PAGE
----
Is searching for happiness making you sad?
We run our lives based on many unhelpful and inaccurate beliefs about happiness, it can be what psychologists call the “happiness trap”. This quest for constant happiness can become a vicious cycle that is unattainable, an unreal expectation that is setting us up for failure. Constantly searching for happiness can actually prevent you from being happy. In fact it can make you feel miserable, stressed, anxious and can be a contributor to depression or unhappy relationships.
In Australia we now have a higher standard of living than ever before. Better medical treatment, better food, housing, more welfare services, more money, access to education, travel, entertainment so why are we unhappy?
For many of us it’s about more money, better job, more status, better body, more love. But we are seldom satisfied wanting even more.
Instead of chasing happy thoughts and feelings, maybe think about focussing on creating a rich and meaningful life which will give longer lasting satisfaction. Happiness is not just about feeling good, it’s also about life satisfaction. By all means make the most of pleasant feelings when they come along. We also have to accept we get sick, feel pain, lose valued relationships, have to deal with crises, disappointment and failure which adds up to painful thoughts and feelings. What we have to do is learn to handle these situations that make us unhappy, create a life worth living despite these setbacks.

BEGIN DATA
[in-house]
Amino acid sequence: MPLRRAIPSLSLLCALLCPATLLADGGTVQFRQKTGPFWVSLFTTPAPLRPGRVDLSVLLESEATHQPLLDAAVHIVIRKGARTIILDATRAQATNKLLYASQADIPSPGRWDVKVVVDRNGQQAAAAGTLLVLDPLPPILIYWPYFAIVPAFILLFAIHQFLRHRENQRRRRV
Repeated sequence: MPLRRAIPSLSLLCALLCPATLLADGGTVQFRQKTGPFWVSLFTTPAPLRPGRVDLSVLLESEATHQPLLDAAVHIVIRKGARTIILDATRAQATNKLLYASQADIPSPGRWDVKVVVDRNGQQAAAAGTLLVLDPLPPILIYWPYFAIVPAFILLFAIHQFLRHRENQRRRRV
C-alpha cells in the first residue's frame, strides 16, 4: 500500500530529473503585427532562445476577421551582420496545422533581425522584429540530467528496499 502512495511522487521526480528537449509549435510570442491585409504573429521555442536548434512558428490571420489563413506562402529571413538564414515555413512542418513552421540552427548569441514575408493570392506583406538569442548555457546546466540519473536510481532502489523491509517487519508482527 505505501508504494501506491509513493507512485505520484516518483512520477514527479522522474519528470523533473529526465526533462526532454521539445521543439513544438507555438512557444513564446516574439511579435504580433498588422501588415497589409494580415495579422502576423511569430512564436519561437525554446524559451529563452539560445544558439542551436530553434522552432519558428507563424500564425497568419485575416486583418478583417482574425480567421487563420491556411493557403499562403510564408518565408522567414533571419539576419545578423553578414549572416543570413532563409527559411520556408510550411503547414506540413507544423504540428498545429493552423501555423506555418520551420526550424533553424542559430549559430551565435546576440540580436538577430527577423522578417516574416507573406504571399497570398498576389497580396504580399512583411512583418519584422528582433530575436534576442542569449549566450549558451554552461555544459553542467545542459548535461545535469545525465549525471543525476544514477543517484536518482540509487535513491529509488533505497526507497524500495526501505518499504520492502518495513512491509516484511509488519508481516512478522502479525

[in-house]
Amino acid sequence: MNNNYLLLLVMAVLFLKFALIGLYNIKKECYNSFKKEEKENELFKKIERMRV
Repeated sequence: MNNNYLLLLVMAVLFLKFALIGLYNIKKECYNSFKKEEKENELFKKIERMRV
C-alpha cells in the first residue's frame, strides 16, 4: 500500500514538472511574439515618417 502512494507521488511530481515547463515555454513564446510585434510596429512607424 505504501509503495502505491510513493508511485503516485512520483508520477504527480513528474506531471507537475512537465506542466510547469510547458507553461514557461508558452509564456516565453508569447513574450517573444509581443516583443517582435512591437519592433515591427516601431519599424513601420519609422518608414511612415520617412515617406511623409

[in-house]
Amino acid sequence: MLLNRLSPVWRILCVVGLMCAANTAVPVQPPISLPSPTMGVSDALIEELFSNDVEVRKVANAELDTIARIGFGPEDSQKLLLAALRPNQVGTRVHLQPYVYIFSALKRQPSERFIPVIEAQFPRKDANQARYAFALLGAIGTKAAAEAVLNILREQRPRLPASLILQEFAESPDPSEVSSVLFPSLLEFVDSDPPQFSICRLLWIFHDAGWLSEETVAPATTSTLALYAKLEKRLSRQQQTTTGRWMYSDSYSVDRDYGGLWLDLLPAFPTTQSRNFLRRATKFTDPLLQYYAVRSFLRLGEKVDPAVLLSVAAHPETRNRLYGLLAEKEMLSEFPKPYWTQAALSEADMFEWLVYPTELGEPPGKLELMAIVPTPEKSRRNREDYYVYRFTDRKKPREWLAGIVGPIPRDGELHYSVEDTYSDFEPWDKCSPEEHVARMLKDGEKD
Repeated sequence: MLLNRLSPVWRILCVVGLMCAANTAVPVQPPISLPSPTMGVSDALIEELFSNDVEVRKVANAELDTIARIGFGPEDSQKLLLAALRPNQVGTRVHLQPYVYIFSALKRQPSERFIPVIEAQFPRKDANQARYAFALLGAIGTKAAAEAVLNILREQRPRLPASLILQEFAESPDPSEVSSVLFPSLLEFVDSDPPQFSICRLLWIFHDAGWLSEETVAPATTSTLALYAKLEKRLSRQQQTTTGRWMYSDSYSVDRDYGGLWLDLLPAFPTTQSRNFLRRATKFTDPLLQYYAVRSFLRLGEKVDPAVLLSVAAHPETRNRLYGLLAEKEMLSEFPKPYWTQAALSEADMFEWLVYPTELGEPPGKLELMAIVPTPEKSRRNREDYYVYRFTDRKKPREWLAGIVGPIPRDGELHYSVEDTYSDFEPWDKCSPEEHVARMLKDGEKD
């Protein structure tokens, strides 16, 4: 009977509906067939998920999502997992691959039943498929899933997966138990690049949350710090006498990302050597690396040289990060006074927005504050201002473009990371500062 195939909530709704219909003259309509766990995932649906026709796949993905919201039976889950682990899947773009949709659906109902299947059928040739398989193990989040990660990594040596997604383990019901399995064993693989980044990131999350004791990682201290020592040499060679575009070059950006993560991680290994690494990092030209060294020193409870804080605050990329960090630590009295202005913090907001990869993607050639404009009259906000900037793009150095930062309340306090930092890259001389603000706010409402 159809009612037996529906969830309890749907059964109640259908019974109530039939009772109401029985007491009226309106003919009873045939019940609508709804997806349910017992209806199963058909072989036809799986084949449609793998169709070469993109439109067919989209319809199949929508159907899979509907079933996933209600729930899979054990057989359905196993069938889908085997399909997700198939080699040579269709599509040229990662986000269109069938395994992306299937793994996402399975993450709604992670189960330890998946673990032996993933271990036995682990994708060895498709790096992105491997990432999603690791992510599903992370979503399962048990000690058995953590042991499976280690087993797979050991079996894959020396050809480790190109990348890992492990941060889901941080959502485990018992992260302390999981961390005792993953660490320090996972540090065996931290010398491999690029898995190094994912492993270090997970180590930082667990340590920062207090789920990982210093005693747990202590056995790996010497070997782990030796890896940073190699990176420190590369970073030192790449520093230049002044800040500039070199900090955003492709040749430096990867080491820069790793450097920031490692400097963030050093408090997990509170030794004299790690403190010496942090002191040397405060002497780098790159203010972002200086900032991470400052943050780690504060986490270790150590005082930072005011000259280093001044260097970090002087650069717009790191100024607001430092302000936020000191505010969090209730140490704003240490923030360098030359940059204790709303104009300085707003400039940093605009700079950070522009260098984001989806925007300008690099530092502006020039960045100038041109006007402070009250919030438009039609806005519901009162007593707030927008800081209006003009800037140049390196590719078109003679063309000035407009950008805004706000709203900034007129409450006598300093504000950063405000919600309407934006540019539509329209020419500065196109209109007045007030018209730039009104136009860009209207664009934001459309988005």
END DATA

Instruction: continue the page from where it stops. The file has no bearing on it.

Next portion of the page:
Tips for long lasting happiness through healthier thinking
- Avoid excessive expectations.
- Are your goals or wants too big?
- Are they realistic?
- Are you living your life and making decisions based on your personal values?
- Follow your heart, work out what your values are what you stand for and live by those values.
- Identify or revisit personal values with regard to family, intimate relationships, friendships, employment, personal development, recreation, fun and leisure, spirituality, community life, environment and nature, health and body.
- Work with a counselling psychologist or wellness coach to identify those issues that are affecting your emotional wellbeing and mental health.
Someone once wrote, “Happiness can die unless held lightly.” What do you think?
For more information about this subject and getting more out of your life and relationships by looking after your emotional wellbeing visit us at www.psychologistssouthernsydney.com.au